Motor Speech Disorders Laboratory UW

 

Directors: Lesley B. Olswang and Truman E. Coggins
  
Mission  
  
The Child Language Laboratory is dedicated to conducting applied research related to communication from birth through young adulthood. The focus is on verbal and nonverbal communication, and the clinical processes of assessment and intervention. The research projects conducted by students and faculty emphasize the form, content, and use of communication. Nonverbal communication research examines gestures, eye gaze and augmentative communication strategies used from birth through young adulthood. Verbal communication research examines semantics, syntax, and pragmatics. Assessment and intervention research primarily focuses on the role of context as it affects performance, ranging from naturalistic observation to highly structured dynamic assessment. The projects listed below will provide an overview of the nature of the research conducted by faculty and students. Research Faculty include: Drs. Lesley B. Olswang, Truman E. Coggins, and Patricia Dowden.
    
   
Early Signals of Communication
   
Assessment and treatment of nonverbal and verbal communication in children birth to two, with and without impairments, and young adults with severe, profound developmental disabilities. The focus of the infant research is on gestures and eye gaze as early prelinguistic signals, and the transition to symbolic communication. The focus of the young adult research is on idiosyncratic behaviors used in communicative interactions.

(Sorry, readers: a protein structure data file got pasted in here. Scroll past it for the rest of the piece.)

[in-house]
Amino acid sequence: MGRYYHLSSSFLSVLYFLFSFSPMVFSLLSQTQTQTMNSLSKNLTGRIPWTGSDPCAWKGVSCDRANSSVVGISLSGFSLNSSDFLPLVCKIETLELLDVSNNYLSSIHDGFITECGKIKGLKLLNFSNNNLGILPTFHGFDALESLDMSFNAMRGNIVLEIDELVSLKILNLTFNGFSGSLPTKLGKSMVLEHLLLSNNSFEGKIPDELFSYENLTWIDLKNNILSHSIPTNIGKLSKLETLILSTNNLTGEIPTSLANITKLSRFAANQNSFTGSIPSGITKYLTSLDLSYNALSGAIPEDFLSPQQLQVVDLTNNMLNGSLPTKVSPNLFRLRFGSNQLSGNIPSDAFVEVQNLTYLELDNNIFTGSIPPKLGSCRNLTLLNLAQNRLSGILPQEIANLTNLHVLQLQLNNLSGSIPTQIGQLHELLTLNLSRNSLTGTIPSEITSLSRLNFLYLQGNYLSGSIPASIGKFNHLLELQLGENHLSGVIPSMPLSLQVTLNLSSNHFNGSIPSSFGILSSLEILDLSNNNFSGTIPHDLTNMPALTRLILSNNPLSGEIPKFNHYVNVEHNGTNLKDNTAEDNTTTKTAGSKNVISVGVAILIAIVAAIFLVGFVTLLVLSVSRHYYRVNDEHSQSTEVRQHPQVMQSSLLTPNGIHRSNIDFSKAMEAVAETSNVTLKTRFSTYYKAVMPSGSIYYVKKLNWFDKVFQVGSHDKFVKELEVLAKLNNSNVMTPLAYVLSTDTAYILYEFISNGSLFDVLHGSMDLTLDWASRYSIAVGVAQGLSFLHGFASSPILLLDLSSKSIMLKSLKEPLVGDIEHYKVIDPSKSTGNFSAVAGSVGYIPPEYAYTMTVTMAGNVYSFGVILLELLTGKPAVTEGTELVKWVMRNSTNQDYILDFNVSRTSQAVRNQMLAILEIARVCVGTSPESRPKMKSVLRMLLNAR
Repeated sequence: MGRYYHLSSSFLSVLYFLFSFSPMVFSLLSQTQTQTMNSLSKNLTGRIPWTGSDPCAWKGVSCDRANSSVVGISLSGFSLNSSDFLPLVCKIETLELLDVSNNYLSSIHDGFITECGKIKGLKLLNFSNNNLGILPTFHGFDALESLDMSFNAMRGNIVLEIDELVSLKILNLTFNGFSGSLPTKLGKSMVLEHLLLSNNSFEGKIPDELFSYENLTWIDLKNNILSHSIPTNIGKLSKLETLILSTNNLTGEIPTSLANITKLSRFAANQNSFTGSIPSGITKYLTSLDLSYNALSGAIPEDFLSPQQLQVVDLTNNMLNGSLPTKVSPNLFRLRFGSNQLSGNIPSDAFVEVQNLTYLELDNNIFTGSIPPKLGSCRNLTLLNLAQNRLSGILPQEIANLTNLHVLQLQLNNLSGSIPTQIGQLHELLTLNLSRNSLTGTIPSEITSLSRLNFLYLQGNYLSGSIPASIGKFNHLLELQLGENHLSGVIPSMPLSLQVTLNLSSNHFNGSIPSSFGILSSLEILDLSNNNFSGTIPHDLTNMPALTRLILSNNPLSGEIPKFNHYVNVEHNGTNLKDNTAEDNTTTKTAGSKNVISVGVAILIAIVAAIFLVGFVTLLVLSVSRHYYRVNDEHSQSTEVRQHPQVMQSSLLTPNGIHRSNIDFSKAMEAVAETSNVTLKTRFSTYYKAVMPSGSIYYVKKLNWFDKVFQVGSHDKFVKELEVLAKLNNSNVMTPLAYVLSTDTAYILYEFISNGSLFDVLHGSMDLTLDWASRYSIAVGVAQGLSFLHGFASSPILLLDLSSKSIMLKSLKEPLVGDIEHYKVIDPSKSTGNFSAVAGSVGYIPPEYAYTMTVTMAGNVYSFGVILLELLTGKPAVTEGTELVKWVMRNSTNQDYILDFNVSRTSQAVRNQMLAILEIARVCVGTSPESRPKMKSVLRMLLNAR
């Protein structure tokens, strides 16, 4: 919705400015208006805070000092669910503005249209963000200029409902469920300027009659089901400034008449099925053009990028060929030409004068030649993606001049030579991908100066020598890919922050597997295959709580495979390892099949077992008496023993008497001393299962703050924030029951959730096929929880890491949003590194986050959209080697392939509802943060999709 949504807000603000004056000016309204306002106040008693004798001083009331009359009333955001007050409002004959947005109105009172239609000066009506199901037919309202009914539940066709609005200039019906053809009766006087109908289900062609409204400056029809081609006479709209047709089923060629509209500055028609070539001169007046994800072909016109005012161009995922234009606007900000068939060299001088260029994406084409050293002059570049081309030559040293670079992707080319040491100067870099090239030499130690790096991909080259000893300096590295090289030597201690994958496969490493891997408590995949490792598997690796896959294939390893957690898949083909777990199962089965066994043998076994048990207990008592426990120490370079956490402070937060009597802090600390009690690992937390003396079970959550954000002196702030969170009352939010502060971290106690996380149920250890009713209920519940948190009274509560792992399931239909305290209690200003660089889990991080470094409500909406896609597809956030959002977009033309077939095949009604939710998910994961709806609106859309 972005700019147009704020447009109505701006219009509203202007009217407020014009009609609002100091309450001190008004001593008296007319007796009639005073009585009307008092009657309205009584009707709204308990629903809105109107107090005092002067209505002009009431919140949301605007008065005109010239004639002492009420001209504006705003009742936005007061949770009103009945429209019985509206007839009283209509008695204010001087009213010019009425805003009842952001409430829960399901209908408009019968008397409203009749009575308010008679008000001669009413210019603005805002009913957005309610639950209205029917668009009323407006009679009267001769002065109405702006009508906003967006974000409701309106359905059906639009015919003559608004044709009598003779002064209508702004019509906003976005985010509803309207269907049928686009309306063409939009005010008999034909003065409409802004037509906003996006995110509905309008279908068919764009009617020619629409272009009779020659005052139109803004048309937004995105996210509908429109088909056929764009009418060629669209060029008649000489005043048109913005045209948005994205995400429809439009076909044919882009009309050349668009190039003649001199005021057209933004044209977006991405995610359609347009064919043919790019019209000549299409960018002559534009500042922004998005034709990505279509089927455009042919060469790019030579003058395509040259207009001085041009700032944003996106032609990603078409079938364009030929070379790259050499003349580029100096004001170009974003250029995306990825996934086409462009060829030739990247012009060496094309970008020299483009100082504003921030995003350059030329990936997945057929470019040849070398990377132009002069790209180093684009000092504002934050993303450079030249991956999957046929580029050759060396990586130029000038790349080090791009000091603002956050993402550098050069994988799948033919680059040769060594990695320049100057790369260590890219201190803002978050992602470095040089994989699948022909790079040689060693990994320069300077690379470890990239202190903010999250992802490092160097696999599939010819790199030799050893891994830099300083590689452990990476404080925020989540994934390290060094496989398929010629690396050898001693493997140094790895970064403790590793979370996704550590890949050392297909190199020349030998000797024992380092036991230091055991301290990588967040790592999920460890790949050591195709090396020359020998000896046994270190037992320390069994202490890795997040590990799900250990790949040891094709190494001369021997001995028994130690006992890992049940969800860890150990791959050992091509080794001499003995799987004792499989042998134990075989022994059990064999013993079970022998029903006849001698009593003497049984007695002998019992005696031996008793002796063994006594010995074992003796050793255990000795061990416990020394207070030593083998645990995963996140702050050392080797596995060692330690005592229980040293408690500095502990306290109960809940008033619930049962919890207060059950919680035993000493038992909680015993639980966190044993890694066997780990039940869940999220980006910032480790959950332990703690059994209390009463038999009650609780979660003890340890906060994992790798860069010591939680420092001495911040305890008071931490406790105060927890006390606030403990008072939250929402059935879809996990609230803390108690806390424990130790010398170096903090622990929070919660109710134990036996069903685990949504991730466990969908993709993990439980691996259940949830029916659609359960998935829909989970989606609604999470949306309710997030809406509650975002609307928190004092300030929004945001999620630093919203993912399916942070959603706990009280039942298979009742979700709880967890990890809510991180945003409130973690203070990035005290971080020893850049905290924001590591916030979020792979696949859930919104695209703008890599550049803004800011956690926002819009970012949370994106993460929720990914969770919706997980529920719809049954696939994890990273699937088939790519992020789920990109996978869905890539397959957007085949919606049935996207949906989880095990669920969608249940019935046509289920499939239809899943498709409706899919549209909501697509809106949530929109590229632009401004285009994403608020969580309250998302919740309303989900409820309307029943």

Currently, this research is being funded by the National Institutes of Health (NIH) via a Program Project that brings together researchers from the University of Kansas and the University of Washington. To read more about the infant portion of this grant, please follow this link - Treatment of Triadic Eye Gaze.
   
Understanding Social Communication in Preschool and School Age Children
  
Research in this laboratory has been examining assessment of social communication skills in context, with the view that context drives the nature of the social interaction. Context has been viewed along a continuum from authentic and functional to structured and contrived. Research has included the following:
  • Examination of joint attention and prosocial behaviors (helping, comforting) during naturalistic activities
  • Examination of discourse narratives and different coding systems for documenting social/linguistic deficits.
  • Examination of social discourse in the home in relationship to the development of complex syntax, and in turn to false belief understanding.
  • Observation in naturalistic/school settings of children diagnosed with fetal alcohol spectrum disorders, language disorders, and autism spectrum disorders, including researcher and teacher perspectives.
  • Comparison of static versus dynamic assessment, investigating how cues prompt performance.

Research thus far has focused on preschool and school-aged children with Autism Spectrum Disorders, Fetal Alcohol Spectrum Disorders, Specific Language Impairment, and typical development.